What is romance to the comfortable can be a burden to the poor and sick
Only the affluent will find being open to life easy. For us, another child means an adjustment downward, but he doesn’t tip the family into poverty, or into deeper poverty. He may mean giving up a vacation if the family’s wealthy, or the Thursday family dinner out if the family’s middle class. Her arrival won’t mean giving up food, or rent or the parochial school that can make all the difference to his older siblings’ future.
Most of us who write about these things can afford to be romantic about them. Those in the Catholic chattering classes who compose warm glowing stories about the beauty of the Catholic teaching—as I have here, for example—tend to forget that we write from privilege. We forget what Marxism 101 would teach us, that we see the world from a specific place in society and favor its interests, and without great effort will be blind to the perspectives and interests of others, especially the poor.
There is in much Catholic writing on married sexuality a reflection of bourgeois good feeling; it treats the Catholic teaching as a pure blessing, with formulaic nods to its difficulty, when for others, not so privileged as we are, it can be a burden and a threat. Catholics who write and speak on sexuality tend to be perky.
I will admit that for myself. I was so excited to discover the teaching and see the changes it brought to my own life, my own middle-class life, that I did not even pause to think about how others less comfortable would feel about it.
Poverty is not the only problem complicating the happy story. Pregnancy physically endangers some women. One young couple I know wanted to become Catholic but had been warned by their doctor that another pregnancy might kill the wife. They could become Catholics, as long as they never made love again. They didn’t enter the Church, and most people can understand why. For them the Catholic teaching was not a path to happiness strewn with rose petals but a very high wall erected between them and the doors of the Church. They were physically rather than financially poor.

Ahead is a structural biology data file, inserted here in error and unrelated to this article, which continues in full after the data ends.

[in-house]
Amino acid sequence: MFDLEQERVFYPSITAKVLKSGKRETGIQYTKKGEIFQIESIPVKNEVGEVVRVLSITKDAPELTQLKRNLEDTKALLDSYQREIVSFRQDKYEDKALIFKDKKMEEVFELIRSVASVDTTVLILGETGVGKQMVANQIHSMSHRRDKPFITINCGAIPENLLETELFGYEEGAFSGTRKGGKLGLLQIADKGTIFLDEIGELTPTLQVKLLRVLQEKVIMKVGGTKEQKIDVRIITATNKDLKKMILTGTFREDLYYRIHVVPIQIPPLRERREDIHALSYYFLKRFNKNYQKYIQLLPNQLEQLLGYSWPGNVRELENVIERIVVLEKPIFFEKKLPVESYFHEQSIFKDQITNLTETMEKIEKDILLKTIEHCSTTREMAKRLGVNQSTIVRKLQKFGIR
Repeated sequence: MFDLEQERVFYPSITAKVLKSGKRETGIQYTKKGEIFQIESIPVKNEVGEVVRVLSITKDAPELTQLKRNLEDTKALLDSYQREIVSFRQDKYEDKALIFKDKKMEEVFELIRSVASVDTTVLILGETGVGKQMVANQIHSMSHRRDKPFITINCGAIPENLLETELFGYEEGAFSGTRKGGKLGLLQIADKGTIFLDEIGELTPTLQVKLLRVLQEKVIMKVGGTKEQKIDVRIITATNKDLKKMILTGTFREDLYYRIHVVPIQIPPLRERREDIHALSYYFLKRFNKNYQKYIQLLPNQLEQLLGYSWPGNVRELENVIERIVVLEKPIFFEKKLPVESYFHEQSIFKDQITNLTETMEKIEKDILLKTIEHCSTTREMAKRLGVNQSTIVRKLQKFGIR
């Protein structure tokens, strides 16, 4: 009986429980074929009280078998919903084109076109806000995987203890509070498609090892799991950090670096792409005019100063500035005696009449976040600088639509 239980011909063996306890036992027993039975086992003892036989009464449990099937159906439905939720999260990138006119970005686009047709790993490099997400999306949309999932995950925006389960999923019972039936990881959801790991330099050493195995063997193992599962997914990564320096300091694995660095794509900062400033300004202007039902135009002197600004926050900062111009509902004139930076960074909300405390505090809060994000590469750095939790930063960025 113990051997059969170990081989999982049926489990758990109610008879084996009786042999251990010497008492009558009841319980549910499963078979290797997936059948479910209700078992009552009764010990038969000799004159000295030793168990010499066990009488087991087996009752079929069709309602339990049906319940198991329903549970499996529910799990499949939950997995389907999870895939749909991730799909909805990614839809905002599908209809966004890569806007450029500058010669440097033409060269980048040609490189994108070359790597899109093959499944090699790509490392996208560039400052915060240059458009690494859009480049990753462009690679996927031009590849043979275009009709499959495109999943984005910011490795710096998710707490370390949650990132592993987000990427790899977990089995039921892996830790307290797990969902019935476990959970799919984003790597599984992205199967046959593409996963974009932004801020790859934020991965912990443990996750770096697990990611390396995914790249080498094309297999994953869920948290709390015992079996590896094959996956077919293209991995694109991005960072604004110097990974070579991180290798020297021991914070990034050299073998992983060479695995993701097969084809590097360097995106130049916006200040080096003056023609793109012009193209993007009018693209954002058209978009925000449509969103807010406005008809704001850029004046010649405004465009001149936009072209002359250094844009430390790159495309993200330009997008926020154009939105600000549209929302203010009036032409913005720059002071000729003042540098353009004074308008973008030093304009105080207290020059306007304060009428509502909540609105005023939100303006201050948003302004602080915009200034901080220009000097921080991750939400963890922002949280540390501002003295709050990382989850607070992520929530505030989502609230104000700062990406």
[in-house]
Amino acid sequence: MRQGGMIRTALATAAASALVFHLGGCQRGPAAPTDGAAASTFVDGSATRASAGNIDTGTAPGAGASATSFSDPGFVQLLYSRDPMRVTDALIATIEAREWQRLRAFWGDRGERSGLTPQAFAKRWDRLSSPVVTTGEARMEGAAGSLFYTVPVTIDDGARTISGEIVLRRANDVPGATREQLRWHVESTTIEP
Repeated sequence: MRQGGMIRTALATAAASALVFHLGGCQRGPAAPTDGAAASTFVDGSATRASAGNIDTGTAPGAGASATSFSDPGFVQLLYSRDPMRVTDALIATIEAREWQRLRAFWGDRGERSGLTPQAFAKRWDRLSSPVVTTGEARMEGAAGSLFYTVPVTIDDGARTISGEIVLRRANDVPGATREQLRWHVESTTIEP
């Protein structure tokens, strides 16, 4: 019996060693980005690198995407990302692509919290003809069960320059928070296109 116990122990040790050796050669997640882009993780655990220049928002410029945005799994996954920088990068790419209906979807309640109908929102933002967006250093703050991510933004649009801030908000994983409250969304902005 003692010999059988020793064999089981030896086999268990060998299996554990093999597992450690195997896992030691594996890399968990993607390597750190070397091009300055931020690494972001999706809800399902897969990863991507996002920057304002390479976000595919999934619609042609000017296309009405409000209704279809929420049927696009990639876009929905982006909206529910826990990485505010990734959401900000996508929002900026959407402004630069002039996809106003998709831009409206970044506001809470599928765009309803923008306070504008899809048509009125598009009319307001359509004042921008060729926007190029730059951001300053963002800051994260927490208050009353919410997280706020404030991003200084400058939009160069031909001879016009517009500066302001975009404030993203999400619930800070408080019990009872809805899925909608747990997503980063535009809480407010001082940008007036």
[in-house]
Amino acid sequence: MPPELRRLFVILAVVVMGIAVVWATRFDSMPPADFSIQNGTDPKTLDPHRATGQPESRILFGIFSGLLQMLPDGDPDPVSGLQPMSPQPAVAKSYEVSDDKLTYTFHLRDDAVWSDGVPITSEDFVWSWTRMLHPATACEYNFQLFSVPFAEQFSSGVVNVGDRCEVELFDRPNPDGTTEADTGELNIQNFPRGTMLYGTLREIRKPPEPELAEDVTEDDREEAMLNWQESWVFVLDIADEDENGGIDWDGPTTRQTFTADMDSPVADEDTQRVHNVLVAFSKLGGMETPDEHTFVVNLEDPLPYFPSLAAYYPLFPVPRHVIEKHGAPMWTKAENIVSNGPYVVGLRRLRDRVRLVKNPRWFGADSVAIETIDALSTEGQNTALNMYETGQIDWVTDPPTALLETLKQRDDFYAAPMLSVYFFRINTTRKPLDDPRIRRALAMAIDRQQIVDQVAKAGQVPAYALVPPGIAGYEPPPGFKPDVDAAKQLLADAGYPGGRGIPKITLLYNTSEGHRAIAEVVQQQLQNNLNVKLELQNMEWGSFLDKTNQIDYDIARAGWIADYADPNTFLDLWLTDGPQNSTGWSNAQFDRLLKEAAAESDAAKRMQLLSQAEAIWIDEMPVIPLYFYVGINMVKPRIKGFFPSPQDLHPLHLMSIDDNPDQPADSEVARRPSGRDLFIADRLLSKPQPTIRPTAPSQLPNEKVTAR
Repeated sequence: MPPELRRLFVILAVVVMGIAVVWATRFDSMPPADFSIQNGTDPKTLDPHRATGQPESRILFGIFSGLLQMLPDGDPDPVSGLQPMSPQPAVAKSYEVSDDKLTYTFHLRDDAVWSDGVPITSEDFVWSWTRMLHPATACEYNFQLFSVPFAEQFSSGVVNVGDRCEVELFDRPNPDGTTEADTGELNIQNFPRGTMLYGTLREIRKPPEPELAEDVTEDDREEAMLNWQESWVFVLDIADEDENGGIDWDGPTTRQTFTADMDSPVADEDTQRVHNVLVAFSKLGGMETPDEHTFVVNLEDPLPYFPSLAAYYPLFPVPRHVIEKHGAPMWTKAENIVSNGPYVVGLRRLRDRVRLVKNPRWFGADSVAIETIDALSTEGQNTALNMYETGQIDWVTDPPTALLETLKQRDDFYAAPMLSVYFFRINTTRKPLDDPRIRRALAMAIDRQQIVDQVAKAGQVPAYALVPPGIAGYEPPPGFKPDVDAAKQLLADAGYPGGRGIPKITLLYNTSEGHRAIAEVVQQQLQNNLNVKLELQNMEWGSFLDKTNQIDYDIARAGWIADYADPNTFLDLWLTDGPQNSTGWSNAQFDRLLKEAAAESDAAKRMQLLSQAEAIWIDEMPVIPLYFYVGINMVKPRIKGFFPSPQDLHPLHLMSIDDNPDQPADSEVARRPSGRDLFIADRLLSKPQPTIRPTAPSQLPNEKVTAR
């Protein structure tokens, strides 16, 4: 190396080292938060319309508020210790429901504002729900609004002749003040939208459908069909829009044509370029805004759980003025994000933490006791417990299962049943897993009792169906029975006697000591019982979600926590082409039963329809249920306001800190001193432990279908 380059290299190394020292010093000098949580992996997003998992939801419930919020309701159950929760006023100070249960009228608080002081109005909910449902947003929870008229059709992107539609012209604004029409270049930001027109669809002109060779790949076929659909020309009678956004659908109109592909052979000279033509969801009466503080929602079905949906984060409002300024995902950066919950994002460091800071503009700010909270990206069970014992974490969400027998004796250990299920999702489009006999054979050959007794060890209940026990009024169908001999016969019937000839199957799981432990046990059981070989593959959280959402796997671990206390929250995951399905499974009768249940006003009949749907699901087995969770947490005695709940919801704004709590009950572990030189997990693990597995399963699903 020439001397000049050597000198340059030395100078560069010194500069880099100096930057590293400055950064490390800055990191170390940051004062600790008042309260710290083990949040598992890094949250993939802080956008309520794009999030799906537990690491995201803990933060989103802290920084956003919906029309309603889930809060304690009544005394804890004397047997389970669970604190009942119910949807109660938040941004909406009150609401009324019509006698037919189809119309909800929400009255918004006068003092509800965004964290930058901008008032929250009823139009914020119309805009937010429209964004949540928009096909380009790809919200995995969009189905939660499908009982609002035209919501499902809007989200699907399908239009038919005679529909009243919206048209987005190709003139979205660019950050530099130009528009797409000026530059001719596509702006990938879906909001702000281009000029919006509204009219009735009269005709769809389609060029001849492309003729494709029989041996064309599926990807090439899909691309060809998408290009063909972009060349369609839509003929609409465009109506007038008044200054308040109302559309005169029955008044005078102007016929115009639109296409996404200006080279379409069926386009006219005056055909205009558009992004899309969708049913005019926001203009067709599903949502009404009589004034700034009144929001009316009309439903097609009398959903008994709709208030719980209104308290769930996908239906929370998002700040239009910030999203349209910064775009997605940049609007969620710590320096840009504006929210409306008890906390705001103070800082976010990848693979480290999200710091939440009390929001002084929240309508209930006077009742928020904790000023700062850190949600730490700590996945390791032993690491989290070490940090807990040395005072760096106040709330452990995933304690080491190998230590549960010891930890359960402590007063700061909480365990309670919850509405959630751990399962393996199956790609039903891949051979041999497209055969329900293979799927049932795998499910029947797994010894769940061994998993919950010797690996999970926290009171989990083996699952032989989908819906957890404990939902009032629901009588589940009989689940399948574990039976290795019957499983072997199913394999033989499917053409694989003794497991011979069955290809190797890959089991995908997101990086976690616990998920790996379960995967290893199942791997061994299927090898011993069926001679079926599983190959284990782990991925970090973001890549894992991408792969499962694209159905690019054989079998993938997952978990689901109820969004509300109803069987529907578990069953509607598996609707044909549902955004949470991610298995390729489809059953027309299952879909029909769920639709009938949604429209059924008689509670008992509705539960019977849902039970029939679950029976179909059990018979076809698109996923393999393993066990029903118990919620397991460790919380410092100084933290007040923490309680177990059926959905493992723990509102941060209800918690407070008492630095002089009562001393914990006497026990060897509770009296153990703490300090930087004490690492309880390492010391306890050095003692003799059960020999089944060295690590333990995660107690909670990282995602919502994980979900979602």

Yet the comforting bourgeois story “We can do this but those poor people can’t” distorts the reality. The poor are not merely victims but moral agents who can teach the comfortable, not least about the good life and the place of children therein. As Pope Francis said, “For most poor people, a child is a treasure. … Let us also look at the generosity of that father and mother who see a treasure in every child.”
The affluent for whom the Catholic teaching is not a great burden can fall to the temptations of their class, one of which is to think of their children as lifestyle accessories. The Catholic just has more of them than his secular and Protestant neighbors and can feel a little proud of it. It is easy to feel smug when you can say that you have X number of children when speaking to someone who has X minus 2 or X minus 3 children. You can feel that God rewarded your obedience and sacrifice by giving you more “toys” than your friends have.
Here the Church can be the society Dorothy Day wanted, the society that makes it easier for people to be good—and for the married, part of being good is enjoying sex—amazing but true.
It can’t be acceptable, from the Catholic point of view, that the marital act is so strictly bound by economic status that husbands and wives can enjoy the divine gift of sexual union only if they can afford the result. The Catholic teaching is not for the middle and upper classes alone.
We the comfortable, who speak so romantically of being open to life—because for us, with our privileges, it is a romance—could find ways to make it a romance, and not a terror, for others too.